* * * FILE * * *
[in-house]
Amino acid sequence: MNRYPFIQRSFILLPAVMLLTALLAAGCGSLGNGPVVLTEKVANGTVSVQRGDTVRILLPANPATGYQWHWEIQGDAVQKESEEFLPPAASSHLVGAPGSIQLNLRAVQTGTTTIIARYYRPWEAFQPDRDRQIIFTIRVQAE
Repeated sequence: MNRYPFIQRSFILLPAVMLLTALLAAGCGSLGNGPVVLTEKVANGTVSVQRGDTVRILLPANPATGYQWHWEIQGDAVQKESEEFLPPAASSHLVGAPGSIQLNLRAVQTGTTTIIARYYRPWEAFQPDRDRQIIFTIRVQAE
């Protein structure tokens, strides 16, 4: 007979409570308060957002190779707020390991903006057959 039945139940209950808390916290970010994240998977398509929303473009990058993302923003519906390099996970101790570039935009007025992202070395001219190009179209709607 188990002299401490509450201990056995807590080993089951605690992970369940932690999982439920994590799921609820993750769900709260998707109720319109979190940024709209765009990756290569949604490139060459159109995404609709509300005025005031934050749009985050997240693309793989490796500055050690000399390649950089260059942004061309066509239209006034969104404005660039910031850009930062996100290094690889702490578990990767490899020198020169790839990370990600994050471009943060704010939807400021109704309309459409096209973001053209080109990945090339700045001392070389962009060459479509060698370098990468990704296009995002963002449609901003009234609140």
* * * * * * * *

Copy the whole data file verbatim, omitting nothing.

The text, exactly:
[in-house]
Amino acid sequence: MNRYPFIQRSFILLPAVMLLTALLAAGCGSLGNGPVVLTEKVANGTVSVQRGDTVRILLPANPATGYQWHWEIQGDAVQKESEEFLPPAASSHLVGAPGSIQLNLRAVQTGTTTIIARYYRPWEAFQPDRDRQIIFTIRVQAE
Repeated sequence: MNRYPFIQRSFILLPAVMLLTALLAAGCGSLGNGPVVLTEKVANGTVSVQRGDTVRILLPANPATGYQWHWEIQGDAVQKESEEFLPPAASSHLVGAPGSIQLNLRAVQTGTTTIIARYYRPWEAFQPDRDRQIIFTIRVQAE
């Protein structure tokens, strides 16, 4: 007979409570308060957002190779707020390991903006057959 039945139940209950808390916290970010994240998977398509929303473009990058993302923003519906390099996970101790570039935009007025992202070395001219190009179209709607 188990002299401490509450201990056995807590080993089951605690992970369940932690999982439920994590799921609820993750769900709260998707109720319109979190940024709209765009990756290569949604490139060459159109995404609709509300005025005031934050749009985050997240693309793989490796500055050690000399390649950089260059942004061309066509239209006034969104404005660039910031850009930062996100290094690889702490578990990767490899020198020169790839990370990600994050471009943060704010939807400021109704309309459409096209973001053209080109990945090339700045001392070389962009060459479509060698370098990468990704296009995002963002449609901003009234609140």